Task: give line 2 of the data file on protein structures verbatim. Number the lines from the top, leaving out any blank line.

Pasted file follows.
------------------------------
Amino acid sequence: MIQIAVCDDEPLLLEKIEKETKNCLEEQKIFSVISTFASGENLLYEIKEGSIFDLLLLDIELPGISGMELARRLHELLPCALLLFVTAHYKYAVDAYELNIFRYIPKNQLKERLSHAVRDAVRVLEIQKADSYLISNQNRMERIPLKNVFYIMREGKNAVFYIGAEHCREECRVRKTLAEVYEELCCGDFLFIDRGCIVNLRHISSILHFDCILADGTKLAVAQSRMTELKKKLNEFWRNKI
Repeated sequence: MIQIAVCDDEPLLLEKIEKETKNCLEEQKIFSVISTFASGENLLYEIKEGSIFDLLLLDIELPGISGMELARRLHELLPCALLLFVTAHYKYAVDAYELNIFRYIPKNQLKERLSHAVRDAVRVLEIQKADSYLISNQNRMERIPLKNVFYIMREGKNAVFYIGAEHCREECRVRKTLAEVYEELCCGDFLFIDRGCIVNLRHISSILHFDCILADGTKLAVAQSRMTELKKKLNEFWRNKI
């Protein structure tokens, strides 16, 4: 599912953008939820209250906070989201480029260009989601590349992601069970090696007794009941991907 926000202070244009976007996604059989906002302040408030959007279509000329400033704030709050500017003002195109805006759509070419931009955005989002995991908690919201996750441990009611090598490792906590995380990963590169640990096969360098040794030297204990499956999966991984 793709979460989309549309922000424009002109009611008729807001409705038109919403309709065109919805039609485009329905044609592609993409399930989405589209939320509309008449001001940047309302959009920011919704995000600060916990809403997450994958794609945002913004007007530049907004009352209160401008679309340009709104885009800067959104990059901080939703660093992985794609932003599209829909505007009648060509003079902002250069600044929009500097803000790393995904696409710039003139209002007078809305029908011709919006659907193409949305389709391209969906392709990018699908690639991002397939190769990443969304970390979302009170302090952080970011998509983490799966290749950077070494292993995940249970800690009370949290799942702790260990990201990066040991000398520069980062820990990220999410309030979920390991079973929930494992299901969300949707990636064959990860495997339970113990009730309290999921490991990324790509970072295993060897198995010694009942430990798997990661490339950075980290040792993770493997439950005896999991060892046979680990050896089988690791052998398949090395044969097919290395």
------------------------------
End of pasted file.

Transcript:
Repeated sequence: MIQIAVCDDEPLLLEKIEKETKNCLEEQKIFSVISTFASGENLLYEIKEGSIFDLLLLDIELPGISGMELARRLHELLPCALLLFVTAHYKYAVDAYELNIFRYIPKNQLKERLSHAVRDAVRVLEIQKADSYLISNQNRMERIPLKNVFYIMREGKNAVFYIGAEHCREECRVRKTLAEVYEELCCGDFLFIDRGCIVNLRHISSILHFDCILADGTKLAVAQSRMTELKKKLNEFWRNKI